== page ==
(I really should have said "person vs machine" but it doesn't have quite the same resonance.) I was working alone  today - and at one point there was a mother and daughter in the store - just them and me. We had exchanged hellos and they'd looked around a bit - after maybe ten minutes they were both standing near the front desk,  working their cell phones.  To try to get attention back to the here and now, I said "like mother, like daughter!"  They did look up - and the daughter said to me, "I'm trying to find where the next place we're going is."  I asked the name of the place - thinking it was probably off in another town - and she said "Ward Map."  (which is two and a half blocks from us.)  And it just struck me how much things have changed - they didn't even think to ask me if I knew where it was. (of course I told them.) - but - I guess the new normal is - why talk to someone if you can consult your phone?  Of course maybe they were being considerate and thinking they wouldn't bother me but I don't really think so.  They were just more focused on those phones than they were on where they were and the person right in front of them - and, that makes me feel just a bit superfluous - and a little bit sad. I wasn't busy, and I was right in from to them. And,  I like to think I would be nicer to engage with than a cell phone.  Actually, I doubt it was any kind of a conscious choice on their part- and they were happy when I was able to tell them how close they were.  I feel like I did a good thing by getting them into a conversation.  But the implications are troubling to me.  I like talking to people, it's a big part of why I do what I do.  I don't want to be replaced by a phone!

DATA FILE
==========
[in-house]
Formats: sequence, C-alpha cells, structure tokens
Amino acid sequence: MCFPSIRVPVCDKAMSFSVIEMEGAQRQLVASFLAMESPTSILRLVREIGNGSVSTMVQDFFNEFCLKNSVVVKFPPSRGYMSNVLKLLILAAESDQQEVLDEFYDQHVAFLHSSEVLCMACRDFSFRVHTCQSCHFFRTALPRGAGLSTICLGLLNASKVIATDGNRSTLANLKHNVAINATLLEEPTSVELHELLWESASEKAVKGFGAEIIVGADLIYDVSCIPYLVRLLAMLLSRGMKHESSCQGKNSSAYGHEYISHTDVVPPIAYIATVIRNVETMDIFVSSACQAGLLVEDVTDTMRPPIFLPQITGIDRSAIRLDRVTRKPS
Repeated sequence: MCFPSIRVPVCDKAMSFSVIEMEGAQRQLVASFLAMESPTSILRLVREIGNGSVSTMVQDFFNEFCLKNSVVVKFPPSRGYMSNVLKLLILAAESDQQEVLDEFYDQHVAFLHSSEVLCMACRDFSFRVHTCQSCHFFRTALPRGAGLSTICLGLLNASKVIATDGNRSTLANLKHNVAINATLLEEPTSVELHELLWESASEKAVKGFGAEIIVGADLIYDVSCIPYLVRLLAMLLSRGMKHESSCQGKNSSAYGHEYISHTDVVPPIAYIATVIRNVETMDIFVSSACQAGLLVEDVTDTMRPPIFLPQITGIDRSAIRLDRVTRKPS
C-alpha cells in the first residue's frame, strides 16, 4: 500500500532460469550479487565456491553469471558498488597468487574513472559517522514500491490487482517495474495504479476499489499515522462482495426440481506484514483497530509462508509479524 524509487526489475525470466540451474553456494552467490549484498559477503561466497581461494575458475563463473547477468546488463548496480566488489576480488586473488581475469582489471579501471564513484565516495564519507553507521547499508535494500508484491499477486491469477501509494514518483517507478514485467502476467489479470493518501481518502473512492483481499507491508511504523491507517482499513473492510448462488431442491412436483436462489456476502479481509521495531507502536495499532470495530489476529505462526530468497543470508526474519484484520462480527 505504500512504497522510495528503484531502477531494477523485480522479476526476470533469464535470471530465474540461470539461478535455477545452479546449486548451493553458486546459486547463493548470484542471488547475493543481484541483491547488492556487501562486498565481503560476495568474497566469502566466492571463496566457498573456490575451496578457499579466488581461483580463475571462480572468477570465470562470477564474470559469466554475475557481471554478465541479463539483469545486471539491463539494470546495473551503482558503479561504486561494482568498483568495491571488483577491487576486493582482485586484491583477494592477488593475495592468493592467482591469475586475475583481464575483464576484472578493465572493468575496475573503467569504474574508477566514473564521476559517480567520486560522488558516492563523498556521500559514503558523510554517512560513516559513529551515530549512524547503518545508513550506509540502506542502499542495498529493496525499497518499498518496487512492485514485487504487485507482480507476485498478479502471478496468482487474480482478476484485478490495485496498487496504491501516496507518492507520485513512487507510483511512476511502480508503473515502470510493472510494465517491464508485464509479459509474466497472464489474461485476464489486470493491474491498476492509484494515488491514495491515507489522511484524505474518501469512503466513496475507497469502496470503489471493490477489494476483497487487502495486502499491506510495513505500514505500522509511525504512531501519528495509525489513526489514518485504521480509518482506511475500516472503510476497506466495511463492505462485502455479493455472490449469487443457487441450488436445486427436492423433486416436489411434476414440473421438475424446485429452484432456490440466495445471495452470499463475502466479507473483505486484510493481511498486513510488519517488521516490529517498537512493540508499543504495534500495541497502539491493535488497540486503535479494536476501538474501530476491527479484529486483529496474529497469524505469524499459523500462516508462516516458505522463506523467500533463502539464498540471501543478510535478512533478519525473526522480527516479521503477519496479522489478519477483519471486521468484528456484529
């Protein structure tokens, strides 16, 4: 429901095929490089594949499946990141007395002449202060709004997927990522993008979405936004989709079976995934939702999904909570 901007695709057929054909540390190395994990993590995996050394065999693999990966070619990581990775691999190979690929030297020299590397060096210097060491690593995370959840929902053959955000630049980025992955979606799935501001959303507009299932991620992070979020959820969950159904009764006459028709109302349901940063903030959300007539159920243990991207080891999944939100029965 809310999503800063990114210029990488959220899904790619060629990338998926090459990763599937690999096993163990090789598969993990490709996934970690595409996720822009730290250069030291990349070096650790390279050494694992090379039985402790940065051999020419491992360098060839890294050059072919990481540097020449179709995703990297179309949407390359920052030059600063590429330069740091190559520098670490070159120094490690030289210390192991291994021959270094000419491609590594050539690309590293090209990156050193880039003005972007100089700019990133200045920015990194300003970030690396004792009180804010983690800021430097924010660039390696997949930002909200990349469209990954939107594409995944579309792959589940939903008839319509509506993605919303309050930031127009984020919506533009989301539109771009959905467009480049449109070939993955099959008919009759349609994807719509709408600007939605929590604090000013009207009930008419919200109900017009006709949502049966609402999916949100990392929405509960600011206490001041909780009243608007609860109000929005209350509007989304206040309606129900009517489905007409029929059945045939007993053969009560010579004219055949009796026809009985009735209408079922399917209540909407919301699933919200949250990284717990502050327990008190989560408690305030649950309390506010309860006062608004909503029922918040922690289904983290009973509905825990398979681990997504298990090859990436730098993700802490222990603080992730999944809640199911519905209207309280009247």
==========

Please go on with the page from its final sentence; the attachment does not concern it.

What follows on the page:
Tuesday, May 6, 2014

Thinking About Thirty

Since our 30th anniversary is approaching, we've been thinking a lot about the last thirty years.  What's changed, what hasn't.  The people who have passed through the life of Joie de Vivre - all the customers, the staff, our suppliers, and those we see every day like the UPS man (with a very occasional UPS woman) and the Postman - (so far, 30 years of guys).  The Joie blogger is planning to write some about this both in the blog, and also a lengthier piece which maybe we'll present at the 30th fete.  But for right now, just a recent thought on the U.S. Mail.  Being a mailman used to be kind of a wonderful job.  People were always excited to see the you.  You might be delivering  a letter from a long lost friend, a check, a postcard from abroad, a love note, the long awaited Spring Sears catalogue; the mail was exciting.  Now mailmen must trudge around carrying mostly unwanted junk mail, newspaper coupons, and the occasional bill and birthday card (usually mailed by someone who grew up when people still wrote on paper.) Even those of us who still open our mail with the tiniest thought that there might be something personal know that it's a rather long shot.  (& we are the ones who still think a ringing phone during the day might be someone we know and not a solicitor or a machine!) I don't think too many people think of the mail delivery with excitement anymore and can't help but wonder how that affects the morale of our mail"persons."  That's one big change we've seen in the last thirty years for sure.